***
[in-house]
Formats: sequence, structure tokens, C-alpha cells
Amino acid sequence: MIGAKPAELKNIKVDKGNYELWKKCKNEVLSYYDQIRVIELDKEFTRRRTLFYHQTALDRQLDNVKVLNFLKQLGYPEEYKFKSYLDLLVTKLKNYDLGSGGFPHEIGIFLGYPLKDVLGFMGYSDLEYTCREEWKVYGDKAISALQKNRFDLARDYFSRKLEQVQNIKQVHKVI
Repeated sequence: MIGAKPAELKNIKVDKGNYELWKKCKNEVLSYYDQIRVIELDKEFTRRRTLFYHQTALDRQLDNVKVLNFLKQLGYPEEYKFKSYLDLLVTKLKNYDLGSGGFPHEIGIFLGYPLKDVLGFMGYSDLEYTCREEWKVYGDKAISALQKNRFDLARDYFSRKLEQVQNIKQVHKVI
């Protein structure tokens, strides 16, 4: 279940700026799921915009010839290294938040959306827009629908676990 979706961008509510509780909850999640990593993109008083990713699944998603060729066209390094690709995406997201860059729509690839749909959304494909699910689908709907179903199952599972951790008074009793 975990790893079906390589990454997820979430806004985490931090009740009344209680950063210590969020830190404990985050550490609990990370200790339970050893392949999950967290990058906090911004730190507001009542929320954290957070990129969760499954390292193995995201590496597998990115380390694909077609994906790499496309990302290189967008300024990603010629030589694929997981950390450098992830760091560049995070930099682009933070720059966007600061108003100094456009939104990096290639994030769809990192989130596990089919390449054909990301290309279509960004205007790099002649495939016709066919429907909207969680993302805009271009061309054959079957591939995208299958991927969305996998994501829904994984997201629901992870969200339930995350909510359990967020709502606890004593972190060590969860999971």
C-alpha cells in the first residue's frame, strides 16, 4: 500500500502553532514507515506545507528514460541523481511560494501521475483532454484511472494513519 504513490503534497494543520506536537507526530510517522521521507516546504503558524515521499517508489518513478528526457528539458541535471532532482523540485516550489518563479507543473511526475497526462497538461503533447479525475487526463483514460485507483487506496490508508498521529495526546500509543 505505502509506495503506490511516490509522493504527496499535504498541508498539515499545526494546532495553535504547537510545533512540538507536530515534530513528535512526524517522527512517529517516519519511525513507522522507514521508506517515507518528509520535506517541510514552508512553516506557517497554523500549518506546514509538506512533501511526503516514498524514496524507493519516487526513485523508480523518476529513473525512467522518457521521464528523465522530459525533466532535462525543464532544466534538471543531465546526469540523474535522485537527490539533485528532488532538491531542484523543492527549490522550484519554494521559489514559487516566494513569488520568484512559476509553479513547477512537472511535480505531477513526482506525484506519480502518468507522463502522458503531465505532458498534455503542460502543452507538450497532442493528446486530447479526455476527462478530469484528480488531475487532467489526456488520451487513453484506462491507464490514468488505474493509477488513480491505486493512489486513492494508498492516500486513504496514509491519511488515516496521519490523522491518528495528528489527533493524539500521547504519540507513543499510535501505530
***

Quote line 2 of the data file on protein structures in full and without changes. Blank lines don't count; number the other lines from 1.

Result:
Formats: sequence, structure tokens, C-alpha cells